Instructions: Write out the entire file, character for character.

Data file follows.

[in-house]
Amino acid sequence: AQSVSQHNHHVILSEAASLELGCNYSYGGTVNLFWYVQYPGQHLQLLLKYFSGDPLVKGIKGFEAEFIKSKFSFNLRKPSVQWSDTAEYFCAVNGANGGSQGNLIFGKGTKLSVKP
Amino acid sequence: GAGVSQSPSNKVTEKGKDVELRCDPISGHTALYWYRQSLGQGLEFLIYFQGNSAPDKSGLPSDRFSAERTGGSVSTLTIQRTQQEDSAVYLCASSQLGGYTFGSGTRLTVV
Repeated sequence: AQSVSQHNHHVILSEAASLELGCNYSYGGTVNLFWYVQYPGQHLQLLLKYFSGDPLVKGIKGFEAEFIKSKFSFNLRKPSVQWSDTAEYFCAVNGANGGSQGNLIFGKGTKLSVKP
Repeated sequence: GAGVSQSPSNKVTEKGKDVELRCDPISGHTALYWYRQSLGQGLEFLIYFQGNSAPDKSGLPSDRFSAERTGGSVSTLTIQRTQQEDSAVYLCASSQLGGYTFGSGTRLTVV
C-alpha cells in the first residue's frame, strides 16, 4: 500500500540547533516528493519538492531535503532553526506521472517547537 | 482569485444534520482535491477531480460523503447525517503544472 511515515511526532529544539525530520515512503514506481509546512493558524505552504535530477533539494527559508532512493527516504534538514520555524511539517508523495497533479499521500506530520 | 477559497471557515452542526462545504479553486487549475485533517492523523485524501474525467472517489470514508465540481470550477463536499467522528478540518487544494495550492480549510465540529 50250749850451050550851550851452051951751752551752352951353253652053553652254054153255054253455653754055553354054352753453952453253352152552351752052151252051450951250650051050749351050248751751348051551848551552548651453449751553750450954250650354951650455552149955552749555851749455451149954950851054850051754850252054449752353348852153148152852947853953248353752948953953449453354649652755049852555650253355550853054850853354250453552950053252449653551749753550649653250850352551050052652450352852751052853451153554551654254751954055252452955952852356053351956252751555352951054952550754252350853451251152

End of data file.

[in-house]
Amino acid sequence: AQSVSQHNHHVILSEAASLELGCNYSYGGTVNLFWYVQYPGQHLQLLLKYFSGDPLVKGIKGFEAEFIKSKFSFNLRKPSVQWSDTAEYFCAVNGANGGSQGNLIFGKGTKLSVKP
Amino acid sequence: GAGVSQSPSNKVTEKGKDVELRCDPISGHTALYWYRQSLGQGLEFLIYFQGNSAPDKSGLPSDRFSAERTGGSVSTLTIQRTQQEDSAVYLCASSQLGGYTFGSGTRLTVV
Repeated sequence: AQSVSQHNHHVILSEAASLELGCNYSYGGTVNLFWYVQYPGQHLQLLLKYFSGDPLVKGIKGFEAEFIKSKFSFNLRKPSVQWSDTAEYFCAVNGANGGSQGNLIFGKGTKLSVKP
Repeated sequence: GAGVSQSPSNKVTEKGKDVELRCDPISGHTALYWYRQSLGQGLEFLIYFQGNSAPDKSGLPSDRFSAERTGGSVSTLTIQRTQQEDSAVYLCASSQLGGYTFGSGTRLTVV
C-alpha cells in the first residue's frame, strides 16, 4: 500500500540547533516528493519538492531535503532553526506521472517547537 | 482569485444534520482535491477531480460523503447525517503544472 511515515511526532529544539525530520515512503514506481509546512493558524505552504535530477533539494527559508532512493527516504534538514520555524511539517508523495497533479499521500506530520 | 477559497471557515452542526462545504479553486487549475485533517492523523485524501474525467472517489470514508465540481470550477463536499467522528478540518487544494495550492480549510465540529 50250749850451050550851550851452051951751752551752352951353253652053553652254054153255054253455653754055553354054352753453952453253352152552351752052151252051450951250650051050749351050248751751348051551848551552548651453449751553750450954250650354951650455552149955552749555851749455451149954950851054850051754850252054449752353348852153148152852947853953248353752948953953449453354649652755049852555650253355550853054850853354250453552950053252449653551749753550649653250850352551050052652450352852751052853451153554551654254751954055252452955952852356053351956252751555352951054952550754252350853451251152